Nagaland was given the status of a state and tailored specific provisions by the 13th Amendment of Indian Constitution of 1962.
Read this article to learn more about the 13th amendment of Indian constitution. This article is worth reading if you are preparing for a competitive examination like UPSC.
13th Amendment Of Indian Constitution
Nagaland was given the status of a state and given specific constitutional provisions under the 13th Constitutional Amendment Act of 1962. This is one of the most comprehensive amendments in the history of Indian Constitutional Amendments.
Within the State of Assam, Nagaland existed as a tribal region. The leaders of the Naga People’s Convention and the Government of India reached an agreement in July 1960. The amendment objective was to incorporate the state of Nagaland into the Union of India.
The House of Representatives debated and adopted the 13th Amendment of Indian Constitution in 1962, and it later went into force on the date determined by the Central Government.
Objects And Reasons
- The Naga Peoples Convention’s leaders and the Indian government reached an agreement in July 1960. The Naga Hills-Tuensang Area (Nagaland), which is currently a Part “B” tribal area inside the State of Assam, was decided to be created as a separate State within the Union of India.
- The Amendment inter alia provides that-
- Additional responsibilities would fall to the state of Nagaland’s governor. Maintaining law and order is a part of this as long as hostile acts are causing a disturbance.
- The Governor will be in charge of all financial matters. This also involves the cash provided by the Government of India to the new State;
- For ten years, the governor of Nagaland will oversee the administration of the Tuensang District, after which time it is anticipated that locals will be able to take on greater administrative responsibilities. There will be a Regional Council established for the Tuensang District. The regional council comprises elected officials from the nearby tribes. The Village, Range, and Area Councils in that district shall be overseen and guided by this Regional Council, and no law made by the Nagaland legislature will apply to that area unless it is recommended by the Regional Council;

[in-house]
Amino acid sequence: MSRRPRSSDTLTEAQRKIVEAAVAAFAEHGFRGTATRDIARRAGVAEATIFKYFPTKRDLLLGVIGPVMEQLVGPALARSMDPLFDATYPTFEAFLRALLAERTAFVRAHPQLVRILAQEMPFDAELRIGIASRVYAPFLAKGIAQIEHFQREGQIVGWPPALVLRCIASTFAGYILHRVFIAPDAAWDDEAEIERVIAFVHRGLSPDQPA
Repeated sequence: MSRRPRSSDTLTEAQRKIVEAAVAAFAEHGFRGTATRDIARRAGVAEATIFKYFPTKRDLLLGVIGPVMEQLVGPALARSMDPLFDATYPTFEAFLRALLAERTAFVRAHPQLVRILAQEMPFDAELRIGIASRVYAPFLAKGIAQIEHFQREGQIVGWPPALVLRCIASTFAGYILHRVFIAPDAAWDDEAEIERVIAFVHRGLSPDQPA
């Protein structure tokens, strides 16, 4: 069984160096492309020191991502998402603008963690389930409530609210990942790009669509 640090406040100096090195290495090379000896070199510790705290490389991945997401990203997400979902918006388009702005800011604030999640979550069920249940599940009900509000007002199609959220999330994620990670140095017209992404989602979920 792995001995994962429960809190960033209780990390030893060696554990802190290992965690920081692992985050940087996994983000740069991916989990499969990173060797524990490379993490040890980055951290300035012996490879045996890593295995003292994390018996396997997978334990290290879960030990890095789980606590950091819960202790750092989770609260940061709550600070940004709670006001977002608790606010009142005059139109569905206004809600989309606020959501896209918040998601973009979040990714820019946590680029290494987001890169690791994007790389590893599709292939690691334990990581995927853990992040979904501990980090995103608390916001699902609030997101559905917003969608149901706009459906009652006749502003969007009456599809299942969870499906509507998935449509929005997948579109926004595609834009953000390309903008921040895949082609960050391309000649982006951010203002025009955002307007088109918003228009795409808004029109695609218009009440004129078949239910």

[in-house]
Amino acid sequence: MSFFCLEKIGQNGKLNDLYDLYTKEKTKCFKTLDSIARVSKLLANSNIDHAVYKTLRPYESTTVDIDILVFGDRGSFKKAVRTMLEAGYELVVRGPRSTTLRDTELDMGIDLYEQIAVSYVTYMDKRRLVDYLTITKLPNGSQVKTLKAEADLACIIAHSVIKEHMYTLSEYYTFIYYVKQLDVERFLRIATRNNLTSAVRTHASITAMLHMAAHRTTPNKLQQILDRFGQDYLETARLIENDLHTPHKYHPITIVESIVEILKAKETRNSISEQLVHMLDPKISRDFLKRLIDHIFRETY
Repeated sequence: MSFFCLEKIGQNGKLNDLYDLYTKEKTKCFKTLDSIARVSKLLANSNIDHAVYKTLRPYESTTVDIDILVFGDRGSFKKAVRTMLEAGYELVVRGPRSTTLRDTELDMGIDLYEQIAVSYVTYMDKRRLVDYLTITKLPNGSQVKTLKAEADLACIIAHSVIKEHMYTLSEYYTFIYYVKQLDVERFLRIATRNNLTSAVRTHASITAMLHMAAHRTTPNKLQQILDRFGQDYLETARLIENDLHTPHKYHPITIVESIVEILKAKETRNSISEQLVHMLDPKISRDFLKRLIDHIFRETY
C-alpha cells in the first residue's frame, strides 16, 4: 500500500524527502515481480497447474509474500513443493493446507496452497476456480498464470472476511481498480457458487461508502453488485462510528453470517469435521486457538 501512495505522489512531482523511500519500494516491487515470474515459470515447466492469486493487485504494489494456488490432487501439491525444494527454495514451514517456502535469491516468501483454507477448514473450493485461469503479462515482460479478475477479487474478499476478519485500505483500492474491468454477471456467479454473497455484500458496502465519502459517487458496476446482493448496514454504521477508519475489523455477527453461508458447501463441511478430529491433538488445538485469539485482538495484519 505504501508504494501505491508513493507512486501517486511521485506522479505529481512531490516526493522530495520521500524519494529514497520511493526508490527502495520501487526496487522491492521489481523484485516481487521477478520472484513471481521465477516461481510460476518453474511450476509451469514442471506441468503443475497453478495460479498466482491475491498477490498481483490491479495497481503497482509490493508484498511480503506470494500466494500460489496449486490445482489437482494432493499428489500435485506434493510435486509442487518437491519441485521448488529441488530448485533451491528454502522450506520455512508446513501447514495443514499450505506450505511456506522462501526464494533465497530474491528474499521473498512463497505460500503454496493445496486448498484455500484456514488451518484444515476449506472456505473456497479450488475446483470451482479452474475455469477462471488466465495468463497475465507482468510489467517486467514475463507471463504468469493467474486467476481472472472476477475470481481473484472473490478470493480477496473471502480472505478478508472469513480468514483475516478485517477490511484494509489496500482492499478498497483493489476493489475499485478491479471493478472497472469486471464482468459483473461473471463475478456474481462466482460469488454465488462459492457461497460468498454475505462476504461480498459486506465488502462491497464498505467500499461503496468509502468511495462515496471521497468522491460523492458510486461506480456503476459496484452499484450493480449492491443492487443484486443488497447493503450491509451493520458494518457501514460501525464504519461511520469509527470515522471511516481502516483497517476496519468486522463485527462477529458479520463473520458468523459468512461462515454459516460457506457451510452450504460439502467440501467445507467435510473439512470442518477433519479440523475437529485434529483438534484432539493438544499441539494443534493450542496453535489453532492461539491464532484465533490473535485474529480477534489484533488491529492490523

- Under this major Amendment, Acts of Parliament shall not apply to Nagaland unless the Nagaland Legislature so determines with respect to:
- (i) religious or social practices of the Nagas living in the Tuensang Area;
- (ii) Naga Customary Law and procedure;
- (iii)administration of the legal system, including decisions made by Naga Customary Law;
- (iv) transfer of land and resource ownership.
- Given that these issues are particular to the proposed new state of Nagaland. They must be addressed in the Constitution’s original text. This Bill seeks to amend the Constitution to address the aforementioned concerns and those that are linked to them.
“Temporary Transitional and Special Provisions” has been added to the constitution’s Part XXI (articles 369–392) in place of “Temporary and Transitional Provisions.” [Section 2(a)]
The Act’s section 2(b) creates a new article 371A with the following unique clauses in accordance with the state of Nagaland:
(a)Acts of Parliament shall not be applicable to Nagaland unless the Nagaland Legislature so determines with respect to:
(i)the Nagas’ religious or social customs;
(ii)Customary Law and Practice in Naga;
(iii)judgments made in accordance with Naga Customary Law in the administration of civil and criminal justice;
(iv)transfer of land and resource ownership.
(b) According to this amendment, the Governor of Nagaland has a special obligation to maintain the state’s peace and order as long as internal disturbance persists in the Naga Hills-Tuensang Area. He also has the power to decide what course of action should be taken in this case after consulting the council of ministers.